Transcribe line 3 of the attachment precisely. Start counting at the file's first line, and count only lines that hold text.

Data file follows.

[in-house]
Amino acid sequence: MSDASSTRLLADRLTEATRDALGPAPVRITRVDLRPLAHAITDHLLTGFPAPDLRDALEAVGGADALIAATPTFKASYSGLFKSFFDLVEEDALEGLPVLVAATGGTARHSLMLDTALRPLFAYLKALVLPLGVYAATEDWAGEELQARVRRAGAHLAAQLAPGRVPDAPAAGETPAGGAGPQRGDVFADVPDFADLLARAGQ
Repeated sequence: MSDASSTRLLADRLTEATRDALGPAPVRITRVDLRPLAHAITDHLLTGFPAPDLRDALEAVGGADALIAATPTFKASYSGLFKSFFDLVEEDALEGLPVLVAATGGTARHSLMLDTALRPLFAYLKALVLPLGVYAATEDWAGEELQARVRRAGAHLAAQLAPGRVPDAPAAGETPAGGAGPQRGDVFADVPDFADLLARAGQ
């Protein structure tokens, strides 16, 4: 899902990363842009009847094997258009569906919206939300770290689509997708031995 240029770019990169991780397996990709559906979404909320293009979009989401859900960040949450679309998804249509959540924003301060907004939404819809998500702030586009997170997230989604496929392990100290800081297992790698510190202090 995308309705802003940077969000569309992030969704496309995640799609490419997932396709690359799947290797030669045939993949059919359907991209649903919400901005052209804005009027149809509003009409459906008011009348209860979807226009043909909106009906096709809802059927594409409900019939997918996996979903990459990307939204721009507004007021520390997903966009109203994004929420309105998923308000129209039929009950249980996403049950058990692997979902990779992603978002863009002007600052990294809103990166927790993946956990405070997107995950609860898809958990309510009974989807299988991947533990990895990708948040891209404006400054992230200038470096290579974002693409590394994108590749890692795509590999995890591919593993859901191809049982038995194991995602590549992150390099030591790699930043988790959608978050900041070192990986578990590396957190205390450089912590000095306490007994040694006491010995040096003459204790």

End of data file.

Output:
Repeated sequence: MSDASSTRLLADRLTEATRDALGPAPVRITRVDLRPLAHAITDHLLTGFPAPDLRDALEAVGGADALIAATPTFKASYSGLFKSFFDLVEEDALEGLPVLVAATGGTARHSLMLDTALRPLFAYLKALVLPLGVYAATEDWAGEELQARVRRAGAHLAAQLAPGRVPDAPAAGETPAGGAGPQRGDVFADVPDFADLLARAGQ